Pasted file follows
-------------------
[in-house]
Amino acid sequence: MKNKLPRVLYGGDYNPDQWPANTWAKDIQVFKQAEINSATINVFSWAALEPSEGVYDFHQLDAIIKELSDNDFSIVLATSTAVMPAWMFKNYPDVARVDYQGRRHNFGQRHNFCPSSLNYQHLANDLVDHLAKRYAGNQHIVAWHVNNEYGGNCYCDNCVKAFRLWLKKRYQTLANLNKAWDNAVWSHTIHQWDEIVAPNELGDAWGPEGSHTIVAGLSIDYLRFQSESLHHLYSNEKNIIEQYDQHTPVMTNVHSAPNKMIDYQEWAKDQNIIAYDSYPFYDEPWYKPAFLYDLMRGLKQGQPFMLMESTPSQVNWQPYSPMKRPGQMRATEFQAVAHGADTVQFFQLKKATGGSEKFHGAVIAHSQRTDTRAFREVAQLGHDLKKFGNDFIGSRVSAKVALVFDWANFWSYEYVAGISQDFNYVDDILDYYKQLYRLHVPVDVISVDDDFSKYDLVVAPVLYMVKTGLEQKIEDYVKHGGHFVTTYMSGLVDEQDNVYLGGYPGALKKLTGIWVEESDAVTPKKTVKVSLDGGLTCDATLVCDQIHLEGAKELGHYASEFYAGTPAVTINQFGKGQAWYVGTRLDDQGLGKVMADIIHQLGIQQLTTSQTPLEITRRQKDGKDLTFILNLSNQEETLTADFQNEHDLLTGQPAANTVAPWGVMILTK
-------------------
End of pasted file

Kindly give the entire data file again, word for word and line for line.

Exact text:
[in-house]
Amino acid sequence: MKNKLPRVLYGGDYNPDQWPANTWAKDIQVFKQAEINSATINVFSWAALEPSEGVYDFHQLDAIIKELSDNDFSIVLATSTAVMPAWMFKNYPDVARVDYQGRRHNFGQRHNFCPSSLNYQHLANDLVDHLAKRYAGNQHIVAWHVNNEYGGNCYCDNCVKAFRLWLKKRYQTLANLNKAWDNAVWSHTIHQWDEIVAPNELGDAWGPEGSHTIVAGLSIDYLRFQSESLHHLYSNEKNIIEQYDQHTPVMTNVHSAPNKMIDYQEWAKDQNIIAYDSYPFYDEPWYKPAFLYDLMRGLKQGQPFMLMESTPSQVNWQPYSPMKRPGQMRATEFQAVAHGADTVQFFQLKKATGGSEKFHGAVIAHSQRTDTRAFREVAQLGHDLKKFGNDFIGSRVSAKVALVFDWANFWSYEYVAGISQDFNYVDDILDYYKQLYRLHVPVDVISVDDDFSKYDLVVAPVLYMVKTGLEQKIEDYVKHGGHFVTTYMSGLVDEQDNVYLGGYPGALKKLTGIWVEESDAVTPKKTVKVSLDGGLTCDATLVCDQIHLEGAKELGHYASEFYAGTPAVTINQFGKGQAWYVGTRLDDQGLGKVMADIIHQLGIQQLTTSQTPLEITRRQKDGKDLTFILNLSNQEETLTADFQNEHDLLTGQPAANTVAPWGVMILTK